News of the Day:
U.S. Trade Authorities Deal Blow To Biden’s Electric Vehicle Plans
Alexander C. Kaufman, Huffington Post, February 10, 2021
The U.S. International Trade Commission on Wednesday banned one of the world’s biggest electric vehicle battery manufacturers from selling its cells in the United States, striking a blow to the Biden administration’s ambitious plan to electrify the nation’s auto fleet.
The decision bars South Korean giant SK Innovation from importing its batteries or the components to make them for 10 years, ruling that the company stole trade secrets from its cross-town rival, LG Energy Solution.
The ruling gave the automakers Ford and Volkswagen, which had designed key electric models around the SK Innovation battery, a few years to switch suppliers. But the decision casts a shadow over the future of SK Innovation’s $2.6 billion pair of battery facilities in Jackson County, Georgia, which already started hiring some of the nearly 3,000 workers the Seoul-based firm expected to employ by 2024.
Shell Hits Its Own Peak Oil, Plans to Reduce Output
Sarah McFarlane, The Wall Street Journal, February 11, 2021
Royal Dutch Shell PLC said it would start reducing oil production, calling an end to a decades-old strategy centered on pumping more hydrocarbons as it and other energy giants seek to capitalize on a shift to low-carbon power.
The move marks a historic shift for the company, which after starting out importing seashells began selling kerosene in the 19th century and had sought to grow its oil business ever since. Until recent years, it pursued expensive, environmentally challenging projects in Canadian oil sands and Alaska, driven by fears the world could run out of oil. Now, it sees demand faltering long before oil runs out.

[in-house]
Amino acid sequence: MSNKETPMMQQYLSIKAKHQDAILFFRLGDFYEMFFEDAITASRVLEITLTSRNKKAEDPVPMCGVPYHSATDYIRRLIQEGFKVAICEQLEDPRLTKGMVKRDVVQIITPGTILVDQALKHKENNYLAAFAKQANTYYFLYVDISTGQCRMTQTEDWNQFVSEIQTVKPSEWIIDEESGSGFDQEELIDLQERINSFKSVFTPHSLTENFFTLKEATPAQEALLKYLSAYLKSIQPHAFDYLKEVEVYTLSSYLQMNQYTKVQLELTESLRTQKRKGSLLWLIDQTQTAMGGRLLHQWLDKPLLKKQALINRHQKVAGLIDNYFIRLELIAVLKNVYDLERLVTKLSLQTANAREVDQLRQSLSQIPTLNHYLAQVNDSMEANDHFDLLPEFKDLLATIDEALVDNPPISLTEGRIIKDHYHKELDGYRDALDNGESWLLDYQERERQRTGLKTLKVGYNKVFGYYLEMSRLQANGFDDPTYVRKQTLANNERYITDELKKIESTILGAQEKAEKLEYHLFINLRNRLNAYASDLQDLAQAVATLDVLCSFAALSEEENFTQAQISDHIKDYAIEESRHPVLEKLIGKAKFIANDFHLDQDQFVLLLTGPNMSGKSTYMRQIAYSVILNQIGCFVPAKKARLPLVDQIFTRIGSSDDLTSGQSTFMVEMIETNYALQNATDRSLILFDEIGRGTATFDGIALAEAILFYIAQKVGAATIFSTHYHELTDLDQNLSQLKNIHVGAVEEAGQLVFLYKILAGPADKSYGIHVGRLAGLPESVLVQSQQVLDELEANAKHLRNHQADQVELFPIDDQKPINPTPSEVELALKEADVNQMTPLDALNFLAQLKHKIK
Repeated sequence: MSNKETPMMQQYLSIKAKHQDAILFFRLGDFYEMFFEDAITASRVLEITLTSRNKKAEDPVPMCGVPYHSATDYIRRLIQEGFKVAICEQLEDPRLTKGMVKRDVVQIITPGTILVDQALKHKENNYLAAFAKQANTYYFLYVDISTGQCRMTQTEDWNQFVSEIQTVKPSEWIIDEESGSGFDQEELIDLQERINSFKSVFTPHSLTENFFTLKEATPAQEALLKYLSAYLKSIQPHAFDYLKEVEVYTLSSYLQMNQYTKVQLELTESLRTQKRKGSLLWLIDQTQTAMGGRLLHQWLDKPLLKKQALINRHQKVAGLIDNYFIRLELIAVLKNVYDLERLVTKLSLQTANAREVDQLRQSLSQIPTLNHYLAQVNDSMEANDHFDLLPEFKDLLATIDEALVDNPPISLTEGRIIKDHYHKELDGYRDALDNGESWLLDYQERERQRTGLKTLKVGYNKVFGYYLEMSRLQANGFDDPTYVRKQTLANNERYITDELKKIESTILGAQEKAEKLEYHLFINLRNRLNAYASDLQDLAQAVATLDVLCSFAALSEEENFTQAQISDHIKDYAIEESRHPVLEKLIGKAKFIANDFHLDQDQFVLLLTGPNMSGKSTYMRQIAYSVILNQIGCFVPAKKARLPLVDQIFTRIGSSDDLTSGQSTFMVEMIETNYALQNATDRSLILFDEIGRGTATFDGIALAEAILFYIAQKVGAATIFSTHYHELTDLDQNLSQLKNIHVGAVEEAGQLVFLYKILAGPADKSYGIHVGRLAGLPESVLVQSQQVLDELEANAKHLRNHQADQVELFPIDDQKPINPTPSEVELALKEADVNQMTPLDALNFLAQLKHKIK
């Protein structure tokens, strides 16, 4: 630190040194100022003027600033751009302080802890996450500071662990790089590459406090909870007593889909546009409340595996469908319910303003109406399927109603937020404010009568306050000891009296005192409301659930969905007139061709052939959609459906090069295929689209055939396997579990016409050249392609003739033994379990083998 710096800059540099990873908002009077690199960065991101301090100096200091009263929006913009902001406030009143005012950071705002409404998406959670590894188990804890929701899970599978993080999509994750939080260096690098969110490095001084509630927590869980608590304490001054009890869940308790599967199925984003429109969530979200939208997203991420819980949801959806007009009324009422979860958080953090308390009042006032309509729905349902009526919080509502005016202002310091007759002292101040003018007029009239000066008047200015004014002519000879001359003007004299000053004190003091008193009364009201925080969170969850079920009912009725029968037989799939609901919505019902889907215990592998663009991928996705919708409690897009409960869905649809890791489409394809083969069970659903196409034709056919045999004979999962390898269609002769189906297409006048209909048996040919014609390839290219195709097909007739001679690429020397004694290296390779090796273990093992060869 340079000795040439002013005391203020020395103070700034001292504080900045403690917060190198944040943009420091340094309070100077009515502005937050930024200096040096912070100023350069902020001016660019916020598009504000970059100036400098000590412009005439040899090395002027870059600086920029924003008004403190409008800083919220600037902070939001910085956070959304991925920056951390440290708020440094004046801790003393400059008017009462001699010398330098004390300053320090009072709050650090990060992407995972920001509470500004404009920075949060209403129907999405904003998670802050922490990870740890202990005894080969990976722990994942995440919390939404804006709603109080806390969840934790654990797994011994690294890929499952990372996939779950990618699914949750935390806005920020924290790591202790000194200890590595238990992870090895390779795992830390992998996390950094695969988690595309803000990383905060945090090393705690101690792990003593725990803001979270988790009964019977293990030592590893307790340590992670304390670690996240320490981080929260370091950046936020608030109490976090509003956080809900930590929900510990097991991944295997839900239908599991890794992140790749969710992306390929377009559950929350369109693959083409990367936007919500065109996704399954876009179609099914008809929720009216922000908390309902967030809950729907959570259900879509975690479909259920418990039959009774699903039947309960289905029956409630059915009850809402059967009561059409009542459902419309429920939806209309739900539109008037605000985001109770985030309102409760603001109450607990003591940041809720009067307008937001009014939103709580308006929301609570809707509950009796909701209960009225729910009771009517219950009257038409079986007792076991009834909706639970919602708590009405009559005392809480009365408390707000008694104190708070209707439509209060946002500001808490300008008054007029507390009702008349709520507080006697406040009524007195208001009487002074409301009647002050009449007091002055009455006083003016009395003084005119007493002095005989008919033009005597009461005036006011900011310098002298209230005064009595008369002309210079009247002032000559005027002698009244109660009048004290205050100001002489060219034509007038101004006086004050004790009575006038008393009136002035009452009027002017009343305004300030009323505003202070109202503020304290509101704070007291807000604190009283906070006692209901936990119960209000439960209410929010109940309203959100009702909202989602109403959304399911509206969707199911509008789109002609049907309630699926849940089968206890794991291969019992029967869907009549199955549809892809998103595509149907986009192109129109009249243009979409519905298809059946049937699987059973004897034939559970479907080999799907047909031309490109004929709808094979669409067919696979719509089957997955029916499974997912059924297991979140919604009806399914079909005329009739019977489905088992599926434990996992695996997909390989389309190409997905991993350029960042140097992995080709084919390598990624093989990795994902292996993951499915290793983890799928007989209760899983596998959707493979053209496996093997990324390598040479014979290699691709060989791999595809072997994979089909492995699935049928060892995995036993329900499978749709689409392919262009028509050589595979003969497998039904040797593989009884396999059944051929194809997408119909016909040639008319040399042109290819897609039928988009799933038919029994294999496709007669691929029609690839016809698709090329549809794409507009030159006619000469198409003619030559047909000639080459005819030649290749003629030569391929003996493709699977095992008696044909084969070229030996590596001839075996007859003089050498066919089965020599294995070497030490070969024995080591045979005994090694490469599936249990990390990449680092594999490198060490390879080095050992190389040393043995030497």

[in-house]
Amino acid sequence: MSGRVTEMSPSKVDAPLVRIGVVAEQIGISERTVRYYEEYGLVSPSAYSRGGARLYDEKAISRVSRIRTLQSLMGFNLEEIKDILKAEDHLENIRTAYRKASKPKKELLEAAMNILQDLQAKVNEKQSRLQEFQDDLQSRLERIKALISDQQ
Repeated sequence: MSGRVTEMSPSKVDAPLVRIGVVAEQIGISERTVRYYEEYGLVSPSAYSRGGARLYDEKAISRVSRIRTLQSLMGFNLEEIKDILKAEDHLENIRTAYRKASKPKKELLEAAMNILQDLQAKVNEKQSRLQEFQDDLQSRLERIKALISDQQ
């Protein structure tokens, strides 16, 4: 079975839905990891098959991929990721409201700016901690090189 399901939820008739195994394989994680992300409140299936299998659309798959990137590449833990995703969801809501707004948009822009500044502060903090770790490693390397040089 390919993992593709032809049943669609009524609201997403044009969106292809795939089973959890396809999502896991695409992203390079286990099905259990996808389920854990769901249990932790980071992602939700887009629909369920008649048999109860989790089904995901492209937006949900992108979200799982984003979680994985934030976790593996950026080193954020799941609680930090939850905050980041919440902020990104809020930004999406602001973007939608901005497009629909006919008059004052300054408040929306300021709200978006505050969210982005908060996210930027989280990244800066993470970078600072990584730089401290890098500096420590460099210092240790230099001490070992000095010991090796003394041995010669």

Shell said Thursday its oil production had already peaked, and it expects output to decline 1-2% a year, including from asset sales, reducing its exposure to commodity prices over the longer term. The company plans to cut its production of traditional fuels such as diesel and gasoline by 55% in the next decade. At the same time, the company said it would double the amount of electricity it sells and roll out thousands of new electric vehicle charging points.
Qatar ramps up pressure on U.S. LNG producers with major expansion
Paul Takahashi, The Houston Chronicle, February 10, 2021
Qatar Petroleum’s plans to develop the world’s largest liquefied natural gas project ramps up pressure on U.S. producers, which have been building a slew of LNG projects along the Gulf Coast to meet the world’s growing demand for natural gas.
The Middle Eastern state oil company this week committed nearly $28.8 billion to expand its North Field East LNG project in Qatar, which can produce 32 million tonnes per year of LNG. The expansion would create the single largest LNG project in history, and help Qatar again become the world’s largest LNG producer by 2030, according to energy research firms Wood Mackenzie and Rystad.
State-owned corporation approves plan to spend $35 million on 200-mile mining road
James Brooks, Anchorage Daily News, February 10, 2021
A controversial 200-mile mining road in northern Alaska advanced Wednesday as the board of a state-owned corporation agreed to split $70 million in pre-construction costs with a mining company interested in using the road.
The Ambler Road, a project of the Alaska Industrial Development and Export Authority, would connect the Dalton Highway to a region of northwest Alaska that holds several large metal mining prospects.
According to a proposed timeline, construction could begin by the middle of the decade, but the project faces practical and legal hurdles before then.
The road is opposed by environmentalists and local residents who oppose the effects it would have on a region of Alaska that includes Gates of the Arctic National Park.
AIDEA does not own the entire path of the planned road, which would cross land controlled by several different owners, including Doyon Inc., the regional Native corporation for Interior Alaska.